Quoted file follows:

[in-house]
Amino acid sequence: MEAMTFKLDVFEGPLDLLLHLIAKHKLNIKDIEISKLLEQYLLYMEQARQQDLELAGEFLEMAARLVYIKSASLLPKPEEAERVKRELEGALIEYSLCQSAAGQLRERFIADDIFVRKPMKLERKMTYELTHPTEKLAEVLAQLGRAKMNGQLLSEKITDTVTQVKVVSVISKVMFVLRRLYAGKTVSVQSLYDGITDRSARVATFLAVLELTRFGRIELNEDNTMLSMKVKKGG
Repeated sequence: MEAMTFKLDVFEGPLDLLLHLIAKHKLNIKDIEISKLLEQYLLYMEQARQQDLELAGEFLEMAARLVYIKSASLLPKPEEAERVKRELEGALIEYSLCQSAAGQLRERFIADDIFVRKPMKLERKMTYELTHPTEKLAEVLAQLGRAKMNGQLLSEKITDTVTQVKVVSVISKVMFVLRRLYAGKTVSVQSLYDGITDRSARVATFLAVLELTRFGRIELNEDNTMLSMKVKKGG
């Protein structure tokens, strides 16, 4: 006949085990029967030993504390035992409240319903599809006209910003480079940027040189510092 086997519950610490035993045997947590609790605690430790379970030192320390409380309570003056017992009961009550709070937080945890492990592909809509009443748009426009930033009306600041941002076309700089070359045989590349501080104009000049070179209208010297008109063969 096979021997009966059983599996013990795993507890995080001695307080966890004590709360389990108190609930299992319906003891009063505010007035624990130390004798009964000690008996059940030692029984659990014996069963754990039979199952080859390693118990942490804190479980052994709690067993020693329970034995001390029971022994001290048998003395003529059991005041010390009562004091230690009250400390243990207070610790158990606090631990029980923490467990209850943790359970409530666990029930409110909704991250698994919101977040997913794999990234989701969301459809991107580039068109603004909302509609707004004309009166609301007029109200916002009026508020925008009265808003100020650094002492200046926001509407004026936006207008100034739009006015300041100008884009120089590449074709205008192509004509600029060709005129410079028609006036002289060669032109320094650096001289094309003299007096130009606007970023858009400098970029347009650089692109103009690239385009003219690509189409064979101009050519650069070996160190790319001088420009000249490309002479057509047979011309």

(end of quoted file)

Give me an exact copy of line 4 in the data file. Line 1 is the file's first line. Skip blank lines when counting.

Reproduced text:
């Protein structure tokens, strides 16, 4: 006949085990029967030993504390035992409240319903599809006209910003480079940027040189510092 086997519950610490035993045997947590609790605690430790379970030192320390409380309570003056017992009961009550709070937080945890492990592909809509009443748009426009930033009306600041941002076309700089070359045989590349501080104009000049070179209208010297008109063969 096979021997009966059983599996013990795993507890995080001695307080966890004590709360389990108190609930299992319906003891009063505010007035624990130390004798009964000690008996059940030692029984659990014996069963754990039979199952080859390693118990942490804190479980052994709690067993020693329970034995001390029971022994001290048998003395003529059991005041010390009562004091230690009250400390243990207070610790158990606090631990029980923490467990209850943790359970409530666990029930409110909704991250698994919101977040997913794999990234989701969301459809991107580039068109603004909302509609707004004309009166609301007029109200916002009026508020925008009265808003100020650094002492200046926001509407004026936006207008100034739009006015300041100008884009120089590449074709205008192509004509600029060709005129410079028609006036002289060669032109320094650096001289094309003299007096130009606007970023858009400098970029347009650089692109103009690239385009003219690509189409064979101009050519650069070996160190790319001088420009000249490309002479057509047979011309």